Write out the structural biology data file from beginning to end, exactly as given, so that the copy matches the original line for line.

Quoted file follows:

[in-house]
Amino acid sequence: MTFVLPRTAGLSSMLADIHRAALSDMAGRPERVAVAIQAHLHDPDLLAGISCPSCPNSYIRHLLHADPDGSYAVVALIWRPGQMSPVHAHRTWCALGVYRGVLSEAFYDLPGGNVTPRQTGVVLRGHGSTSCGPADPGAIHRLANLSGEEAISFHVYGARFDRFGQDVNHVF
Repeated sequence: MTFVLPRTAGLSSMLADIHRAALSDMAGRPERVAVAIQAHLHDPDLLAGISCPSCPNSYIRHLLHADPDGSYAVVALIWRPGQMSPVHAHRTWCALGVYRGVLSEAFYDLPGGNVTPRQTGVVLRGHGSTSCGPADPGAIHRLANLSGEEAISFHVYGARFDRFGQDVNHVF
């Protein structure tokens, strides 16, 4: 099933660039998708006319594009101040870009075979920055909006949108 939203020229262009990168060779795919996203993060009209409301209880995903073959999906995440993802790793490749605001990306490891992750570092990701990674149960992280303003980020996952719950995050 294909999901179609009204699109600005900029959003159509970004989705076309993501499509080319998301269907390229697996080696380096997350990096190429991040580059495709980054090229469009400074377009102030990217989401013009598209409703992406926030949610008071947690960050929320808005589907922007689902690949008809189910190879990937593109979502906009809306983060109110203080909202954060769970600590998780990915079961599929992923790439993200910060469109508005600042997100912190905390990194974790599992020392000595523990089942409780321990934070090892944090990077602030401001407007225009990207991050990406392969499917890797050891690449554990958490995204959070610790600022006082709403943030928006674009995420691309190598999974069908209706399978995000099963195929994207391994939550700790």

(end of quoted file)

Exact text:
[in-house]
Amino acid sequence: MTFVLPRTAGLSSMLADIHRAALSDMAGRPERVAVAIQAHLHDPDLLAGISCPSCPNSYIRHLLHADPDGSYAVVALIWRPGQMSPVHAHRTWCALGVYRGVLSEAFYDLPGGNVTPRQTGVVLRGHGSTSCGPADPGAIHRLANLSGEEAISFHVYGARFDRFGQDVNHVF
Repeated sequence: MTFVLPRTAGLSSMLADIHRAALSDMAGRPERVAVAIQAHLHDPDLLAGISCPSCPNSYIRHLLHADPDGSYAVVALIWRPGQMSPVHAHRTWCALGVYRGVLSEAFYDLPGGNVTPRQTGVVLRGHGSTSCGPADPGAIHRLANLSGEEAISFHVYGARFDRFGQDVNHVF
């Protein structure tokens, strides 16, 4: 099933660039998708006319594009101040870009075979920055909006949108 939203020229262009990168060779795919996203993060009209409301209880995903073959999906995440993802790793490749605001990306490891992750570092990701990674149960992280303003980020996952719950995050 294909999901179609009204699109600005900029959003159509970004989705076309993501499509080319998301269907390229697996080696380096997350990096190429991040580059495709980054090229469009400074377009102030990217989401013009598209409703992406926030949610008071947690960050929320808005589907922007689902690949008809189910190879990937593109979502906009809306983060109110203080909202954060769970600590998780990915079961599929992923790439993200910060469109508005600042997100912190905390990194974790599992020392000595523990089942409780321990934070090892944090990077602030401001407007225009990207991050990406392969499917890797050891690449554990958490995204959070610790600022006082709403943030928006674009995420691309190598999974069908209706399978995000099963195929994207391994939550700790």